Red Sox interested in Diamondbacks catcher Chris Snyder?

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Ken Rosenthal of FOXSports.com wrote this morning that Diamondbacks catcher Chris Snyder is on the Red Sox’s “down-the-road hit list” as a potential midseason trade target. Peter Abraham of the Boston Globe also seems to think Snyder is a possible fit.
Arizona spent the offseason trying to deal Snyder, with rumored trades for Lyle Overbay and C.J. Wilson falling through because of questions about his back problems, so it seems likely that he could still be had. However, because Diamondbacks starter Miguel Montero is out for another month or so following knee surgery any Snyder move would have to wait until he returned.
Victor Martinez and Jason Varitek have combined to allow a remarkable 36 steals in 37 attempts through 16 games, leading to speculation that the Red Sox may decide they need a better catch-and-throw guy behind the plate. Snyder doesn’t have a great arm and has thrown out just 3-of-13 steal attempts so far this season, but is at a solid 32 percent for his career and would at the very least stop teams from running at will.
Complicating a Snyder-to-Boston deal is that the Red Sox would have to move Victor Martinez out from behind the plate, which would likely also involve benching David Ortiz. Beyond that Snyder is under contract for $5.75 million in 2011 with a $6.75 million option or $750,000 buyout for 2012, so bringing him in would seemingly make it far more likely that Boston would let Martinez walk as a free agent this offseason. While a great-hitting catcher, Martinez would be merely a good-hitting (and very expensive) designated hitter.

Sonny Gray was denied insurance coverage for the World Baseball Classic

MESA, AZ - FEBRUARY 22:  Pitcher Sonny Gray #54 of the Oakland Athletics poses for a portrait during photo day at HoHoKam Stadium on February 22, 2017 in Mesa, Arizona.  (Photo by Christian Petersen/Getty Images)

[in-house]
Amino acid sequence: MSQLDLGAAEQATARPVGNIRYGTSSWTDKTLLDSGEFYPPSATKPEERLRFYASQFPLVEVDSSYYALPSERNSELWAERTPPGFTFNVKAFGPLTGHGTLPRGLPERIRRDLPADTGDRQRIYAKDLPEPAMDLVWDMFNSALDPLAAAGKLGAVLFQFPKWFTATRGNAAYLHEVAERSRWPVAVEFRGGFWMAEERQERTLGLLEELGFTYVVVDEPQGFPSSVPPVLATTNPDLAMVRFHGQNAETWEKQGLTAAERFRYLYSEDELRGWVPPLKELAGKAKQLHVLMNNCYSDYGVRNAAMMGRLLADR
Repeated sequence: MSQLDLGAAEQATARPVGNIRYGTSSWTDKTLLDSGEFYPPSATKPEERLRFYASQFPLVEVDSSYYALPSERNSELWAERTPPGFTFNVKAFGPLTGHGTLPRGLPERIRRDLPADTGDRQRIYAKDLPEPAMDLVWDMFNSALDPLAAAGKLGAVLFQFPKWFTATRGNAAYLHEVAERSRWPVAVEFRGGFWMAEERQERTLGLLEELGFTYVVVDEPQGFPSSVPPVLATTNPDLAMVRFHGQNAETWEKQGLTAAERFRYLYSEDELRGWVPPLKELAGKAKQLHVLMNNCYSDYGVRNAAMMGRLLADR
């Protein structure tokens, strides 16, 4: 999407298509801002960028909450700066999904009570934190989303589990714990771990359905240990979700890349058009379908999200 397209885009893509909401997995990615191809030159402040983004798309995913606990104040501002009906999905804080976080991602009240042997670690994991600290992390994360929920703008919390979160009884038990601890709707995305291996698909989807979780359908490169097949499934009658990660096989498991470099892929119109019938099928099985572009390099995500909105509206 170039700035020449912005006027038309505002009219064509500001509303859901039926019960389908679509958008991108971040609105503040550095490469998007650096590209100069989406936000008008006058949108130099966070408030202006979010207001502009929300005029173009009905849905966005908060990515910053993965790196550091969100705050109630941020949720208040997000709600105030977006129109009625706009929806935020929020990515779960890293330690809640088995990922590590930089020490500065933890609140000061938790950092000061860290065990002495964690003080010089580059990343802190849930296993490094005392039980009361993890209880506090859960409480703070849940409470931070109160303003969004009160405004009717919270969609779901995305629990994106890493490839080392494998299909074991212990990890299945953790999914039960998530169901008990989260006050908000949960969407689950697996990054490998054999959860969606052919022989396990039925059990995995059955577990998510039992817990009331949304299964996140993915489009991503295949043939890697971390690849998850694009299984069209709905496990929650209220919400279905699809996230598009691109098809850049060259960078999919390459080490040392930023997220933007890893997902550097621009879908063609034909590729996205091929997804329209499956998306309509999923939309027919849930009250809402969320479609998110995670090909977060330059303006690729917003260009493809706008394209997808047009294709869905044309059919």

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The San Francisco Chronicle’s Susan Slusser reports that Athletics’ right-hander Sonny Gray will not pitch in the World Baseball Classic after failing to meet the necessary criteria for insurance coverage. He missed 70 days on the disabled list with forearm tightness and a back strain in 2016.

According to Oakland GM David Forst, Major League Baseball tried to persuade the insurance carrier to waive the requirements for Gray to pitch for Team USA, but the request was ultimately refused. Without coverage, Gray will be unable to participate in the competition, though Forst adds that the 27-year-old is still in perfect health as Opening Day approaches and should benefit from a slower spring training schedule without the added commitment on his plate.

Injuries complicated a down year for Gray, who pitched to a career-worst 5.69 ERA, 3.2 BB/9 and 7.2 SO/9 rate through 117 innings in 2016. His 1.4 HR/9 and 17.8% HR/FB rates suggested that he felt the effects of the home run spike more than most, capping a disappointing follow-up to his All-Star campaign during 2015.

While Gray works up to a healthy and productive start to the 2017 season, the Athletics will still see two players on WBC rosters next month: right-handed reliever Santiago Casilla, who is scheduled to pitch for the Dominican Republic, and fellow righty John Axford, for Team Canada.

Report: Josh Hamilton likely to undergo another knee surgery

ANAHEIM, CA - JULY 24:  Josh Hamilton #32 of the Texas Rangers in the dugout before a game against the Los Angeles Angels of Anaheim at Angel Stadium of Anaheim on July 24, 2015 in Anaheim, California.  (Photo by Jonathan Moore/Getty Images)
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Rangers’ outfielder Josh Hamilton is scheduled for another knee exam on Monday, according to Jeff Wilson of the Fort Worth Star-Telegram. Hamilton left camp last week after feeling some pain in his left knee and received a PRP injection to alleviate the symptoms. Wilson notes that both Dr. Walt Lowe and Rangers’ assistant general manager Mike Daly noticed little improvement in the days following the injection.

More drastic measures could be necessary if the 35-year-old intends to return to the field this year. MLB.com’s TR Sullivan adds that the Rangers are considering arthroscopic surgery for Hamilton, which would set him back at least 4-6 weeks and eliminate any real chance of his making the Opening Day roster in April. Until they see the results of the surgery, however, the Rangers won’t rule out Hamilton’s potential return to the big leagues in 2017.

Hamilton is looking at his third major procedure since the end of the 2015 season. He missed all of the Rangers’ 2016 campaign after undergoing reconstructive knee surgery last spring and has not seen a full workload in the majors since his 2013 run with the Angels. Should he make a full recovery this season, he figures to see some time at first base/DH or the corner outfield.